void setup()
{
  //Make all LedPins output
  for (byte i = 0; i < sizeof(LedPins); i++) { //LedPins is a byte so no need to devide the size
    pinMode(LedPins[i], OUTPUT);
  }
  for(int cnt=0;cnt<3;cnt++)
  {
    pinMode(leds[cnt].pin, OUTPUT);
    digitalWrite(leds[cnt].pin, leds[cnt].value);
  }
  My_Receiver.enableIRIn(); // Start the receiver
  Serial.begin(9600);
  Serial.print("Ready!");
}

void loop() {

  if(irSignals() == 0x95EB7802)  {  // Zero Button
    Serial.println("Button #0");
    toggleLeds();
  }
  
  if(irSignals() == 0x153350A5)  {  // #1 Button
      if (LedPins[0] != LOW) {
        LedPins[0] = LOW;
      }
      else
        LedPins[0] = HIGH;
    digitalWrite(leds[0].pin, leds[0].value);
  }
}

void toggleLeds()
{
  static unsigned long starttime = 0;  // variable to remember start time of delay

  if (starttime == 0)  // if delay not started
  {
    // toggle all LEDs
    ledsState = !ledsState; //toggle state
    for (byte i = 0; i < sizeof(LedPins); i++)
    {
      digitalWrite(LedPins[i], ledsState);
      Serial.println("Proof positive, the function is being called!");
    }
    starttime = millis();    // set the start time
  }

  if(millis() - starttime > 300)  // if delay lapsed
  {
    starttime = 0;    // reset start time so next call will toggle the leds (again)
  }
}

unsigned long irSignals() {//unsinged long to hold the 32-bit ;)
  IRdecode My_Decoder;
  if (My_Receiver.GetResults(&My_Decoder)) {//Puts results in My_Decoder
    IRdecodeHash My_Hash_Decoder;    //decoders are only needed here
  
    My_Hash_Decoder.copyBuf(&My_Decoder);//copy the results to the hash decoder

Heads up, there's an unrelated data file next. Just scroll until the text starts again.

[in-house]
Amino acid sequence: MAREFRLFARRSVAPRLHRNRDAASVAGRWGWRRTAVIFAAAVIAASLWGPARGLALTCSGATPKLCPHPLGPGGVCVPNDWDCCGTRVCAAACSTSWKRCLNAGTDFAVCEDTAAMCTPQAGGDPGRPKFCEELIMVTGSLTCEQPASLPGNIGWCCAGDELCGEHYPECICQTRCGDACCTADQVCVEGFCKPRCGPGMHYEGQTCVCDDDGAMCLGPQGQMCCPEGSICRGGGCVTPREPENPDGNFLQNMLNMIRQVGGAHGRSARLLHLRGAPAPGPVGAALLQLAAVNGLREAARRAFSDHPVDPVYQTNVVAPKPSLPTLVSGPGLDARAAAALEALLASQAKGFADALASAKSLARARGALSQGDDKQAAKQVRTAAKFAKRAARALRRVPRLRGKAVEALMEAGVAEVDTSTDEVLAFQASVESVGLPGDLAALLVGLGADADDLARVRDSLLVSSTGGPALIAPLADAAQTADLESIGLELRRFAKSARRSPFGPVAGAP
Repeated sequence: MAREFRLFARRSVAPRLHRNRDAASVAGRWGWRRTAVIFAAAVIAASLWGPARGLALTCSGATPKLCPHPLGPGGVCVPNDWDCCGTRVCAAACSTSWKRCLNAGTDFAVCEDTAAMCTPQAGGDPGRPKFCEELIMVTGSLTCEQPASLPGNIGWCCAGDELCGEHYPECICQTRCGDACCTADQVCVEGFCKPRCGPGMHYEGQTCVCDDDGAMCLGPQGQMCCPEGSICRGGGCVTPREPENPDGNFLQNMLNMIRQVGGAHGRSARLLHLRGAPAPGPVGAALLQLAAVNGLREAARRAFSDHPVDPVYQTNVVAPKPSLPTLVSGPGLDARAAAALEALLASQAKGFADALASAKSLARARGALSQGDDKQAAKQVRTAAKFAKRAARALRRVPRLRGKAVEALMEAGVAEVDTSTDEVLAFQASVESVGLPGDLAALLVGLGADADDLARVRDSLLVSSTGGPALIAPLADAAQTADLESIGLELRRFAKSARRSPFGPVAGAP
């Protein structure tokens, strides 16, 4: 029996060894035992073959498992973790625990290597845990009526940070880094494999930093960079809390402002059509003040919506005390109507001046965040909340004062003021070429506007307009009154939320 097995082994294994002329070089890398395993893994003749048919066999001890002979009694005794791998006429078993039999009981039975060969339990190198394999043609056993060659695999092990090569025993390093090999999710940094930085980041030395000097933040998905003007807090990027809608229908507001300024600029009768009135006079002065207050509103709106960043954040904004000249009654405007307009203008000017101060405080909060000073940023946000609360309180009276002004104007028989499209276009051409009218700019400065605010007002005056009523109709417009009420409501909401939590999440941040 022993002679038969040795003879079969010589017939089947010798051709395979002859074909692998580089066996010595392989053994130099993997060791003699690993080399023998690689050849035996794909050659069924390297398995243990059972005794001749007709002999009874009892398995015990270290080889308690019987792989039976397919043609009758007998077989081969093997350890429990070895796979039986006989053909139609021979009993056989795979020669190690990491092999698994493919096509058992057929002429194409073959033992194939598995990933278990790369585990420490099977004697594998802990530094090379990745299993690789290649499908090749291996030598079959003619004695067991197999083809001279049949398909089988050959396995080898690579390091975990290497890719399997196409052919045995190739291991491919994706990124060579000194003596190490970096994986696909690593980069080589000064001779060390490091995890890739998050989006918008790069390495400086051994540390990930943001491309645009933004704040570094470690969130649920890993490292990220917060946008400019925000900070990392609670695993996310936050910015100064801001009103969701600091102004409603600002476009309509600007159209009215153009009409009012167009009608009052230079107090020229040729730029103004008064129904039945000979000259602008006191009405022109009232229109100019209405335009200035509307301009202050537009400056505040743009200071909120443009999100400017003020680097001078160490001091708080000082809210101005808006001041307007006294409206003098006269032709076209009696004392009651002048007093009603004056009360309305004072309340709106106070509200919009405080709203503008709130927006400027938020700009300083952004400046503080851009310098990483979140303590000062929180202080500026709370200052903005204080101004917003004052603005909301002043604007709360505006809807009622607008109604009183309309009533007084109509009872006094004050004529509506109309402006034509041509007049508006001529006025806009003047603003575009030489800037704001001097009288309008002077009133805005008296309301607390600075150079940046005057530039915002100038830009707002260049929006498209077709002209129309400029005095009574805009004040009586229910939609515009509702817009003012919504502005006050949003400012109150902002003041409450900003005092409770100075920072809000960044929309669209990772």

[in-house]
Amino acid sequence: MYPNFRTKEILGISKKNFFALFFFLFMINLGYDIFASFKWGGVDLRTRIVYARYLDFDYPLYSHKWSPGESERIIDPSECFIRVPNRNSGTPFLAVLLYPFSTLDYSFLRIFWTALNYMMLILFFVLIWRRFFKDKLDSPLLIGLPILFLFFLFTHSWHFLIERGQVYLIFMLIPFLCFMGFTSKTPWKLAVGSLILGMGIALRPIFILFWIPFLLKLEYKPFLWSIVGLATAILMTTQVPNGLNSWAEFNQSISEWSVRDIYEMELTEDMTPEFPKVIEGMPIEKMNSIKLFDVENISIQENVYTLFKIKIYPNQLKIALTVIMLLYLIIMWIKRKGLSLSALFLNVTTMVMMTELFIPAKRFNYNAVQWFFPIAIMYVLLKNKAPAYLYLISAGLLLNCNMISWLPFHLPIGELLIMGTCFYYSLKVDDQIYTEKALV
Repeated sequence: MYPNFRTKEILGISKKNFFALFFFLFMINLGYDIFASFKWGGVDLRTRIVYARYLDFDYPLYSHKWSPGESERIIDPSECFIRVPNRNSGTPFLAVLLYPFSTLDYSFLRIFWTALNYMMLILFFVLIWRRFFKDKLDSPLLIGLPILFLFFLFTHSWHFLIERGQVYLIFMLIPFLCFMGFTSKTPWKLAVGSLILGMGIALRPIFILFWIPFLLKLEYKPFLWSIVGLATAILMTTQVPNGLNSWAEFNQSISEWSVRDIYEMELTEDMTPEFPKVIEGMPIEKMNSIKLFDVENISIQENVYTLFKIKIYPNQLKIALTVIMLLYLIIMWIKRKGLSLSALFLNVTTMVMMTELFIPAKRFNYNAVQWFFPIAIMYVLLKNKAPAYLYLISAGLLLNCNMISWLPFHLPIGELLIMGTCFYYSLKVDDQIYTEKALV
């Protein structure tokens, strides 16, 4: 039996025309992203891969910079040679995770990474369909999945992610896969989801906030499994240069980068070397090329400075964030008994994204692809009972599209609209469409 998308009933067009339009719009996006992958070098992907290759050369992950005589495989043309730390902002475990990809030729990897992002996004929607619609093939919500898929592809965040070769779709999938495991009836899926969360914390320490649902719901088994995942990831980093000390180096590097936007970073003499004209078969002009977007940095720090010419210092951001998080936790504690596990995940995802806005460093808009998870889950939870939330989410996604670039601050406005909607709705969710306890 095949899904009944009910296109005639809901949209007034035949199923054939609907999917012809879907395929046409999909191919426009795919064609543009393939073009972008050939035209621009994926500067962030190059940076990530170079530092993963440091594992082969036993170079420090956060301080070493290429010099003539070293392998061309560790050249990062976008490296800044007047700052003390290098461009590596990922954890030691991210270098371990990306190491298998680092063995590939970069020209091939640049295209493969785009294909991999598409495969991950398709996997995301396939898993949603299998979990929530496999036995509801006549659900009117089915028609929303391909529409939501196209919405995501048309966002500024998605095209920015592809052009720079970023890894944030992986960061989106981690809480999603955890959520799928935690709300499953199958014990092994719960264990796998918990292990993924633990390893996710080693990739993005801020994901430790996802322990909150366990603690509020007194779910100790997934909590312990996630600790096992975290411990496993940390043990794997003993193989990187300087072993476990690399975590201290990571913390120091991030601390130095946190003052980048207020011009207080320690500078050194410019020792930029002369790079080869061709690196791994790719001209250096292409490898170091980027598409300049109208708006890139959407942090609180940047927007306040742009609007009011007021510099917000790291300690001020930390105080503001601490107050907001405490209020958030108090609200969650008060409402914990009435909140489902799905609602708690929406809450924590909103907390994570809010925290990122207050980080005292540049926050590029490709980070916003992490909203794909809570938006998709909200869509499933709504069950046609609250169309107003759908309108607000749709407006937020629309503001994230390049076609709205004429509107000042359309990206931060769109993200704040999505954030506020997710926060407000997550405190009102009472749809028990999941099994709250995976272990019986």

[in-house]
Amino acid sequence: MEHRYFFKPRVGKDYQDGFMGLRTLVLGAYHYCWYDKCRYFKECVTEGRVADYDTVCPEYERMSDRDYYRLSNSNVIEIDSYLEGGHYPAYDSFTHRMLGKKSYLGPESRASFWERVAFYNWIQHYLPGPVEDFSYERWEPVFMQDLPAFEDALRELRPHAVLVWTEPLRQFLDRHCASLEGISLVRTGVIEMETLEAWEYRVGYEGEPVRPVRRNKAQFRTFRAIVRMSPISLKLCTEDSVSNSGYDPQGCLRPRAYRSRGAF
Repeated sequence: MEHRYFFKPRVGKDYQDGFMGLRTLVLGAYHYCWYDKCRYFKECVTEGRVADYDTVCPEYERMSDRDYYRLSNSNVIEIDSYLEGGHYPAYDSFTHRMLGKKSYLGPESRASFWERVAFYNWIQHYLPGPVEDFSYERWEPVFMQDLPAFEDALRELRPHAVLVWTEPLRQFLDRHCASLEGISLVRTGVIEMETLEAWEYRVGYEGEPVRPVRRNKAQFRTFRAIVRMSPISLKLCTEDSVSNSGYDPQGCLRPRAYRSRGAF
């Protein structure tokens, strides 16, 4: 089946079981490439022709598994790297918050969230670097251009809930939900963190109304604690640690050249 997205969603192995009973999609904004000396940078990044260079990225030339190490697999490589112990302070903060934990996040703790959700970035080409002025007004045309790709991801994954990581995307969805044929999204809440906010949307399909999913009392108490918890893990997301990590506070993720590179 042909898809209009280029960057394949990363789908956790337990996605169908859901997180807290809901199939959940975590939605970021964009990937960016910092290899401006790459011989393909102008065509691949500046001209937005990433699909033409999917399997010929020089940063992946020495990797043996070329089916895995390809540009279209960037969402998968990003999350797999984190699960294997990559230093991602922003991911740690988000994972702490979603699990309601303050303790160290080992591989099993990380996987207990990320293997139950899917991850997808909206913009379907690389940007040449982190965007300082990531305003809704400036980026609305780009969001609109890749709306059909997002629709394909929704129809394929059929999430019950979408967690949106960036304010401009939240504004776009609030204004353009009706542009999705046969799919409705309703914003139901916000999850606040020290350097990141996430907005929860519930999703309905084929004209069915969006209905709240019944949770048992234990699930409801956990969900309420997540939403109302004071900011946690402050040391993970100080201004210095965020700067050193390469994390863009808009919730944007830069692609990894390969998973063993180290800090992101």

My_Decoder.decode();
    Serial.print("real decode type:");
    Serial.print(Pnames(My_Decoder.decode_type));
    Serial.print(" value: 0x");
    Serial.println(My_Decoder.value, HEX);
    My_Hash_Decoder.decode();
    Serial.print("Hash decode: 0x");
    Serial.println(My_Hash_Decoder.hash, HEX); // Do something interesting with this value
    My_Receiver.resume(); // Turn on the IR receiver for more singnals
    return My_Hash_Decoder.hash; //Yes, new hash is:
    //WE exit NOW so next return is only executed when the if is not executed
  }
  return 0; //No new IR
}

Write a function to toggle a single LED; it takes an integer as parameter that identifies the LED to be toggled.

/*
  toggle a single LED idientified by ledNumber
  
  ledNumber: index for LED to toggle
*/
void toggleLed(int ledNumber)
{
  // set the new state of the LED
  leds[ledNumber].value = !leds[ledNumber].value;
  // apply the new state
  digitalWrite(leds[ledNumber].pin, leds[ledNumber].value);
}

Because you also want to be able to dim LEDs on pins that support PWM, it might be usefull not to use HIGH and LOW but values from 0 to 255.

The below struct contains an additional field to indicate if a pin supports PWM (canDim)

// a struct to hold information about a led
struct LED
{
  byte pin;     // the pin that the LED is connected to
  byte value;   // current value
  bool canDim;  // indicate if LED can be dimmed or not
};

// an array of 3 LED structs
LED leds[] = {
  {13, 0, false},   // pin 13, start value OFF (0)
  {4, 255, false},  // pin 4, start value ON (255)
  {5, 128, true},   // pin 5, start value half dimmed, can be dimmed
};

And toggleLed can be modified to use 0 and 255 instead of LOW and HIGH.

/*
  toggle a single LED idientified by ledNumber

  ledNumber: index for LED to toggle
*/
void toggleLed(byte ledNumber)
{
  // if the current value is not zero
  if (leds[ledNumber].value != 0)
  {
    // indicate OFF
    leds[ledNumber].value = 0;
  }
  else
  {
    // indicate  ON
    leds[ledNumber].value = 255;
  }

  // apply the new value
  // for toggling, we simply write LOW or HIGH